AT ATS 2015

DENVER (FRONTLINE MEDICAL NEWS) – Pulmonary rehabilitation plus continuous positive airway pressure therapy improved pulmonary function, compared with CPAP alone, in a randomized study of 40 patients with obstructive sleep apnea.

While CPAP remains the main treatment option, it doesn’t address the obesity and inactivity levels that can contribute to comorbidities associated with OSA, Katerina Neumonnova, Ph.D., reported during a press briefing at an international conference of the American Thoracic Society. Patients with OSA often describe respiratory symptoms associated with diminished functional capacity and decreased health-related quality of life. Adjunctive pulmonary rehabilitation might improve pulmonary function, allowing for increased activity levels that can lead to improved outcomes.

Obstructive sleep apnea (OSA) improved with CPAP in all patients in the study. However, percent predicted vital capacity increased from 96.4 to 103.2 in the 20 patients randomized to receive pulmonary rehabilitation and CPAP, and decreased from 99.5 to 94.8 in the 20 patients who received CPAP alone. Percent predicted forced expiratory volume in 1 second (FEV1) improved from 91.5 to 96.1 in the pulmonary rehabilitation plus CPAP group, and decreased from 92.1 to 86.3 in the CPAP-only group.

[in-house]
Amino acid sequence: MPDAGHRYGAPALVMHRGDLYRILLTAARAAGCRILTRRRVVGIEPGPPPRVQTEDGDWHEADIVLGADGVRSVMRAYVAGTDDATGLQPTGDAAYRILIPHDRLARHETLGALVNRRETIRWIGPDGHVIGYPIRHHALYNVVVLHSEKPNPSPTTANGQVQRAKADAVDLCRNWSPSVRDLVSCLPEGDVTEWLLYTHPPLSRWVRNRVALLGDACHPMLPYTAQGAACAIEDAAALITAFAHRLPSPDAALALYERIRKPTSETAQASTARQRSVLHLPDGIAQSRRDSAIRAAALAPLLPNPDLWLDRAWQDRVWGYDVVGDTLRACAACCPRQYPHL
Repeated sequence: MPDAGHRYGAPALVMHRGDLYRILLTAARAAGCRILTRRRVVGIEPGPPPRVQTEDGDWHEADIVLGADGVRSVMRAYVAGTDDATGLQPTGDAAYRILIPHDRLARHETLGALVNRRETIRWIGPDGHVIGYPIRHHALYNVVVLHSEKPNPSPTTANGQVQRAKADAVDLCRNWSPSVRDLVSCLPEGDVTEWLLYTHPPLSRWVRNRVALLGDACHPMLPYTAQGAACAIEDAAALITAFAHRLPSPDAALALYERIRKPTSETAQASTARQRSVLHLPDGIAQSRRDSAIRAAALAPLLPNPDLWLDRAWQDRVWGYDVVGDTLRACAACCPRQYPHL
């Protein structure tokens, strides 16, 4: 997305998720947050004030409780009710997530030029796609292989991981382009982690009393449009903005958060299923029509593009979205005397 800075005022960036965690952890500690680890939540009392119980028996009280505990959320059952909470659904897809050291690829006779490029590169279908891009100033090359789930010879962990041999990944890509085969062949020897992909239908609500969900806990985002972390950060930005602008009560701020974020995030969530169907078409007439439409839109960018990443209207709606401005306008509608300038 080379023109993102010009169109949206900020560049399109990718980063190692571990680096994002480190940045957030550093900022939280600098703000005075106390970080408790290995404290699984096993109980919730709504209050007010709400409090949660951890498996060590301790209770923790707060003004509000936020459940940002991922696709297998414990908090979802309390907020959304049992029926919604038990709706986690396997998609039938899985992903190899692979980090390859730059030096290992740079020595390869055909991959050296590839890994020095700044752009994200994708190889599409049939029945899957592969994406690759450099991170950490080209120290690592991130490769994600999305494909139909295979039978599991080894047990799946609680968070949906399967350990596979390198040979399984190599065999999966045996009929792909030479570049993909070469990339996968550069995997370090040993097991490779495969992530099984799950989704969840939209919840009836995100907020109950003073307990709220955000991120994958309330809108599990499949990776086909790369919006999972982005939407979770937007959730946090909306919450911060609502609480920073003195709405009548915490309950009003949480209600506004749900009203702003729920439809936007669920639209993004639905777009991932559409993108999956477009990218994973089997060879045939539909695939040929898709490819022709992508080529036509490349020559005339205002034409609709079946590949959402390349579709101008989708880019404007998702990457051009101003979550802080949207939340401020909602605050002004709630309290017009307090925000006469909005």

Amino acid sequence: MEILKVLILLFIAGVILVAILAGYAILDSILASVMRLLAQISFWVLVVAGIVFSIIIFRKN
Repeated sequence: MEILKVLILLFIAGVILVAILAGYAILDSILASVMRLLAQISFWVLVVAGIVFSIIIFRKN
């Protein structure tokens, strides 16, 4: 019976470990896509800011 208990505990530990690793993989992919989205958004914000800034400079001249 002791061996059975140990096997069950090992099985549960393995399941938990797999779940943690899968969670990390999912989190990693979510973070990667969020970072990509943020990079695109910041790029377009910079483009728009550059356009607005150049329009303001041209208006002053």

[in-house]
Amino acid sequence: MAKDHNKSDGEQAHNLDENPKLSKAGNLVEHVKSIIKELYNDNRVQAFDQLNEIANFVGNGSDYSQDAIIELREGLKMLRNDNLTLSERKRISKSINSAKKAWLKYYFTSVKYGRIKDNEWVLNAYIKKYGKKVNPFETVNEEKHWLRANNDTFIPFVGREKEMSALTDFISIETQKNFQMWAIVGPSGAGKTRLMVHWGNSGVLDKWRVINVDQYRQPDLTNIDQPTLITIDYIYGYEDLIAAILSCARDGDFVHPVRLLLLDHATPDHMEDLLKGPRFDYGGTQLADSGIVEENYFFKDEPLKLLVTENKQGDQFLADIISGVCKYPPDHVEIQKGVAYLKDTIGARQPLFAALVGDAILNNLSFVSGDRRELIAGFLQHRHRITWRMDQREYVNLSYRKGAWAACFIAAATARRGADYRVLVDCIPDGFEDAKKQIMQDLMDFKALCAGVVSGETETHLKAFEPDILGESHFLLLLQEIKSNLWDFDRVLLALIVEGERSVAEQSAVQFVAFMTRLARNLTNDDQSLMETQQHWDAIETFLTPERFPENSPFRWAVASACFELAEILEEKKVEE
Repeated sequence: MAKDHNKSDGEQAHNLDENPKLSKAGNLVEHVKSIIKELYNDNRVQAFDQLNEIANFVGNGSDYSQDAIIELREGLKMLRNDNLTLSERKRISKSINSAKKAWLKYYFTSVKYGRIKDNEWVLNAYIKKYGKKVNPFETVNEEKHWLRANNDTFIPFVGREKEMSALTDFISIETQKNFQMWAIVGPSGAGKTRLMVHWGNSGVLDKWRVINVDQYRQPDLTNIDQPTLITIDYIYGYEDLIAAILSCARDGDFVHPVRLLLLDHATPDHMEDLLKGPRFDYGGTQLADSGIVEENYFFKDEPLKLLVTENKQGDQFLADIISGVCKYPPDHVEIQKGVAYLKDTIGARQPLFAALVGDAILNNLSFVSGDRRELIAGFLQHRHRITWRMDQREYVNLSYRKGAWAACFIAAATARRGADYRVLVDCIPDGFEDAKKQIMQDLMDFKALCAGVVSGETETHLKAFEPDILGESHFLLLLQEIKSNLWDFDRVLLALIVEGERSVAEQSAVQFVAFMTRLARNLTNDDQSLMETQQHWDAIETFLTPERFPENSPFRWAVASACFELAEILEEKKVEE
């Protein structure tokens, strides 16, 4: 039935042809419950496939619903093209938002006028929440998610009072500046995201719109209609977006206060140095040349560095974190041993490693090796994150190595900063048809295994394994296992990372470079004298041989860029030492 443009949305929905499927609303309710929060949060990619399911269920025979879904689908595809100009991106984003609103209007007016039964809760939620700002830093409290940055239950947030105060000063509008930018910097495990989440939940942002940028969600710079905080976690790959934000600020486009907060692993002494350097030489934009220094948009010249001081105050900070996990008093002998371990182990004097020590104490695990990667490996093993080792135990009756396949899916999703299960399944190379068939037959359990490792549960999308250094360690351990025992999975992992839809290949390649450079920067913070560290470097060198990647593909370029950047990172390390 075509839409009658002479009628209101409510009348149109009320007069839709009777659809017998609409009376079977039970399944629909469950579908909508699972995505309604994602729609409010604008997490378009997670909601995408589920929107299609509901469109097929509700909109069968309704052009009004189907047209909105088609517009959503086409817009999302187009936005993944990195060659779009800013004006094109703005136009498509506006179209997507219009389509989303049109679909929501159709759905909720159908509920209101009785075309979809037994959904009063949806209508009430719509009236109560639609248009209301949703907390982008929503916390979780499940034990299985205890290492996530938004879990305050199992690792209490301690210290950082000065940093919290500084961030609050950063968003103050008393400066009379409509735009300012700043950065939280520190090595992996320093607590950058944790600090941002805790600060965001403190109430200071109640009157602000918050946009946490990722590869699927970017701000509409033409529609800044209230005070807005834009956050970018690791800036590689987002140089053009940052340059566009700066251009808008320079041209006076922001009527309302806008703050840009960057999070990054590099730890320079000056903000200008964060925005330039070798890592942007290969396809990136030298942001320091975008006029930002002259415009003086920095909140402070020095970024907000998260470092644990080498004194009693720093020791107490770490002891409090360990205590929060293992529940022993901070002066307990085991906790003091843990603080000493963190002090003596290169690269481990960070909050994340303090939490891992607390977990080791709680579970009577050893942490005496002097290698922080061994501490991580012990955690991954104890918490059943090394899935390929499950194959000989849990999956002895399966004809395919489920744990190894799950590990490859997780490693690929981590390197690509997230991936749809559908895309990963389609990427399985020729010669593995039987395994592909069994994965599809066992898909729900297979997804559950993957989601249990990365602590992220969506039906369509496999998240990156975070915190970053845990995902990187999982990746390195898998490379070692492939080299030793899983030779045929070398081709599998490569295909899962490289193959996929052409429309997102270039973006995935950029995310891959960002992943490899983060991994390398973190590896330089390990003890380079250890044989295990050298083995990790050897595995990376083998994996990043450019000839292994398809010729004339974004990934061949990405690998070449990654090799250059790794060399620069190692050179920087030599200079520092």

Those who received pulmonary rehabilitation and CPAP also had significantly greater reductions in body mass index and in neck, waist, and hip circumference, said Dr. Neumonnova of Palacky University, Olomouc, Czech Republic. Percentage of weight as body fat significantly decreased in both groups, but the reduction was greater in those who received pulmonary rehabilitation (from 39.4 to 36.9) than in those who got CPAP alone (from 40.1 to 39.1), she said.

The patients, 20 men and 20 women, mean age 54 years, had similar baseline apnea/hypopnea index (greater than 15), pulmonary function, BMI, percentage of body fat, and neck, waist, and hip circumferences.

The 6-week pulmonary rehabilitation program consisted of twice-weekly 60-minute individualized exercise training sessions, combined with education, breathing retraining, respiratory muscle training, and oropharyngeal exercises. Patients were encouraged to steadily increase their levels of activity, measured by steps per day.

Dr. Neumonnova reported having no disclosures.

sworcester@frontlinemedcom.com

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